Coupler Height: measure from the base of your coupler (your ball mount on the caravan or trailer) to the ground.
Once you have these two measurements you will subtract your Hitch Height from your Coupler Height giving you your Drop. If your trailer sits higher than your tow vehicle than you will need to subtract your Coupler Height from your Hitch Height . This will give you your Rise.
Getting the correct measurement for your shank selection will ensure your caravan or trailer tows more level. Most hitches on the market offer a shank from between 3 and 6 inches which is most commonly used with tow vehicles. Some higher vehicles or ones fitted with lift kits may require a larger shank. For example:
When the tow vehicle is higher than the trailer: HH 14" (355mm) - CH 10" (254mm) = 4" (101mm) Drop
When the trailer is higher than the tow vehicle: CH 16" (406mm) - HH 13" (330mm) = 3" (76mm) Rise
Most shanks need to be compatible with your weight distribution hitch so it is not advised to mix and match your shank with your weight distribution brands.
Pro Tip: Always measure, never guess!
4. Measure How Much Room You Have On The A-frame To Mount The Hitch
Most Caravans will have a jockey wheel mount welded onto the A-Frame of the caravan. It is important to check the location of this to ensure your L- bracket or clamp for spring bars will fit. Most weight distribution bars can accommodate for a varied placement of them, so be sure to check first.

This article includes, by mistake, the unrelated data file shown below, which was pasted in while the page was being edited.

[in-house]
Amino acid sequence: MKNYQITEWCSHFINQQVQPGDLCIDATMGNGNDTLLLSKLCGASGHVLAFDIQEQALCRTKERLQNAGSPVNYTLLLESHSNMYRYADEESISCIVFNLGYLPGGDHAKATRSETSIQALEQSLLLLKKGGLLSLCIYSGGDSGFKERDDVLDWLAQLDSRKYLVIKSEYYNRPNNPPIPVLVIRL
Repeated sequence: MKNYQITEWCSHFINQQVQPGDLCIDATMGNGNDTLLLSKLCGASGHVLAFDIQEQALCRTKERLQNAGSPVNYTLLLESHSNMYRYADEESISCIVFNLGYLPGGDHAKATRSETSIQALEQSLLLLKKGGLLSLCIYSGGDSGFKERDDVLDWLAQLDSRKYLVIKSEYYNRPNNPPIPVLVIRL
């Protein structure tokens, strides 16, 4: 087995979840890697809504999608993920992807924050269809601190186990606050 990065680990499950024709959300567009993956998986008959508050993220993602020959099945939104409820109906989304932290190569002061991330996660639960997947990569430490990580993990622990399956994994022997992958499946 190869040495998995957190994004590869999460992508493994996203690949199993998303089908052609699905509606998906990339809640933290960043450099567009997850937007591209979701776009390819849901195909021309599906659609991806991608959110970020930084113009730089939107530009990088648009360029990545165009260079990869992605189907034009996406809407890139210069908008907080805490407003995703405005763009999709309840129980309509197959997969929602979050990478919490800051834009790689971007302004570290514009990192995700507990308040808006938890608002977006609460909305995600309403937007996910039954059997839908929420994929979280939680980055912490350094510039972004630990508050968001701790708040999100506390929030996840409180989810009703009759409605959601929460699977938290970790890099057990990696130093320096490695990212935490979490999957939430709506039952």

Most people choose to move their jockey wheel to the centre of the A-Frame so it leaves a nice clear path for your bars to move freely.
5. How Deep Is Your A-Frame?
Traditional tow hitches were designed to suit an A-frame that is 100mm deep. However, because lots of caravan models now have A-frames made 150mm deep, it’s easier to find a caravan tow hitch with the right clearance.
6. How is the Coupling Mounted to your A-Frame?
The coupling is the part welded to your A-Frame that you use to connect the caravan to the tow ball on the tow vehicle.
The position of this coupling can play a vital part in the type of hitch you purchase.